Gatineau family OK after carbon monoxide poisoning

Two parents and two boys have arrived back home from an Ottawa hospital Friday after suffering from carbon monoxide poisoning following a leak at their Gatineau, Que., home.

Family of 4 sent home from hospital after early morning exposure

Jeffrey Tanguay and his wife and two children are safe after a carbon monoxide leak in their home sent them to hospital Friday. (CBC)

Two parents and two boys have arrived back home from an Ottawa hospital Friday after suffering from carbon-monoxide poisoning at their Gatineau, Que., home.

Gatineau firefighters, paramedics and police were called at about 4:30 a.m. Friday about a gas leak at 56 Jeanne D'Arc St.

Once they arrived, firefighters said, they found all four family members conscious but with headaches.

The four were treated with breathing apparatus and transferred to the Ottawa Hospital in critical condition. They were treated with a hyperbaric chamber, which supplies high-pressure oxygen therapy.

Jeffrey Tanguay said he and his family were lucky they got out of the house when they did.

"We got out apparently in the nick of time," he said. "We had no idea until we got to the hospital, and they were telling us our carbon monoxide levels were at 30 something per cent, and apparently you aren't supposed to wake up if they are over that. So we're just lucky that my wife got up and we all up and got out."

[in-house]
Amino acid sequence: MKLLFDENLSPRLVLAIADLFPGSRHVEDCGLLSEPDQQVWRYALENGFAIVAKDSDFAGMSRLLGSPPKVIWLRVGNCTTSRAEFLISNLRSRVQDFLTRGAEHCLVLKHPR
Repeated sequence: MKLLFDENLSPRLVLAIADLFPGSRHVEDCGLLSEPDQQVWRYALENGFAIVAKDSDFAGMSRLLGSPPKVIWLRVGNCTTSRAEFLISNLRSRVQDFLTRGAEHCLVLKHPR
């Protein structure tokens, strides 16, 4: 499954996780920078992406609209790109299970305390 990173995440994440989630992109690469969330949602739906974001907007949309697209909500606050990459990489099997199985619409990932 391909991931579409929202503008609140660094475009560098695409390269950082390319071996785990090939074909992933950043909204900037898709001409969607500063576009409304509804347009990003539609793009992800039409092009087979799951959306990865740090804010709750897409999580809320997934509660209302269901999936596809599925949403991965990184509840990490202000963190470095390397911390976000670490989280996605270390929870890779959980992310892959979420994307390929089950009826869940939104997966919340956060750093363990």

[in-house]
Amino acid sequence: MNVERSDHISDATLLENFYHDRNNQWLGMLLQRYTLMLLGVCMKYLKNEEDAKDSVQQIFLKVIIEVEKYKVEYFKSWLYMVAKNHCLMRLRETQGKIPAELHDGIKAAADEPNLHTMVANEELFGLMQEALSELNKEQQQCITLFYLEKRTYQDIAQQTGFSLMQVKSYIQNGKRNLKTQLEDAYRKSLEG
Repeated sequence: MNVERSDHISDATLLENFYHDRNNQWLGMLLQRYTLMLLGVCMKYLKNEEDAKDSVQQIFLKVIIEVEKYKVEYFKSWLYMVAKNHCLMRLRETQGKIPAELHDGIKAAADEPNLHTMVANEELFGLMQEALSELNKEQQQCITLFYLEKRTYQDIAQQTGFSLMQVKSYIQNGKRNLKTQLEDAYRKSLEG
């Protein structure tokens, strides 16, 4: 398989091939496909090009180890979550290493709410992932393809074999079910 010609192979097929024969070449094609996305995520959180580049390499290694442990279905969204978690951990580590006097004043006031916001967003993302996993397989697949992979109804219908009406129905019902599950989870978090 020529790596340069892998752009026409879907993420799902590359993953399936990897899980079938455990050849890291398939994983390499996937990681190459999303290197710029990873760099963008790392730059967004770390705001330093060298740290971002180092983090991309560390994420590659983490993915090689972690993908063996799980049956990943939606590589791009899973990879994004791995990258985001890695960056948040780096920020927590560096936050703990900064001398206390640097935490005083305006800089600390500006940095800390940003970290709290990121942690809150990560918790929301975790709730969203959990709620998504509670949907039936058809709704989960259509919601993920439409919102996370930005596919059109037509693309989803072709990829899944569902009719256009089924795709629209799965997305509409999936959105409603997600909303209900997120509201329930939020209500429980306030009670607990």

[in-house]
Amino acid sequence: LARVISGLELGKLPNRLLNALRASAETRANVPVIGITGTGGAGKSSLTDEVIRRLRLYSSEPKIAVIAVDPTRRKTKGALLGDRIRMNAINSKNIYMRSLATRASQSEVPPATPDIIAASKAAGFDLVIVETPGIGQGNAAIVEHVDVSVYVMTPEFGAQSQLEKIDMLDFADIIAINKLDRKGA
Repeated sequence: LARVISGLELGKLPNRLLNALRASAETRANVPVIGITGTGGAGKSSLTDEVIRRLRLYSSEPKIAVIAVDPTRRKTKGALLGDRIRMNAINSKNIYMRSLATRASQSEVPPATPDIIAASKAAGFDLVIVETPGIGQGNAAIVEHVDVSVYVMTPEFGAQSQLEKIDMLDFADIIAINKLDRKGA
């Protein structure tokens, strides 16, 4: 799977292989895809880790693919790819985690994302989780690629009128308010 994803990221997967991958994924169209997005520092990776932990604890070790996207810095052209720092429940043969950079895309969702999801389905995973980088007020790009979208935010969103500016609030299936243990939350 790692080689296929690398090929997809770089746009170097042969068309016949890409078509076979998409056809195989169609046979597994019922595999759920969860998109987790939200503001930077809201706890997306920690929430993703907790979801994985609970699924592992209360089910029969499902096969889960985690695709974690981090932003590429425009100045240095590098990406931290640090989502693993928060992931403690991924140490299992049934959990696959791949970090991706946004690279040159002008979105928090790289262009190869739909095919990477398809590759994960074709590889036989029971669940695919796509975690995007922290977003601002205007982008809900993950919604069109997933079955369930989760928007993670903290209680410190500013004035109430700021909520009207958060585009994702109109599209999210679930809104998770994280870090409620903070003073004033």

At first, they had thought his wife was just feeling unwell, Tanguay said. It wasn't until their second boy came up to them, throwing up, that they suspected something else was wrong.

Gatineau firefighters said they and the gas company will meet the family to go over safety precautions for the house.

CO levels much higher than normal

Fire Chief Luc Meilleur had earlier told CBC News that two family members were found unconscious and that a carbon monoxide reading showed 873 parts per million. The normal PPM is about 10.

But Gatineau Fire's Richard Groulx later corrected that, saying there was a reading of about 300 PPM. There was no carbon-monoxide detector in the home.

Paramedics were also exposed to the carbon monoxide for about 30 minutes, Meilleur said, and they were advised to go to the hospital.

Firefighters believe the carbon-monoxide leak originated in the furnace.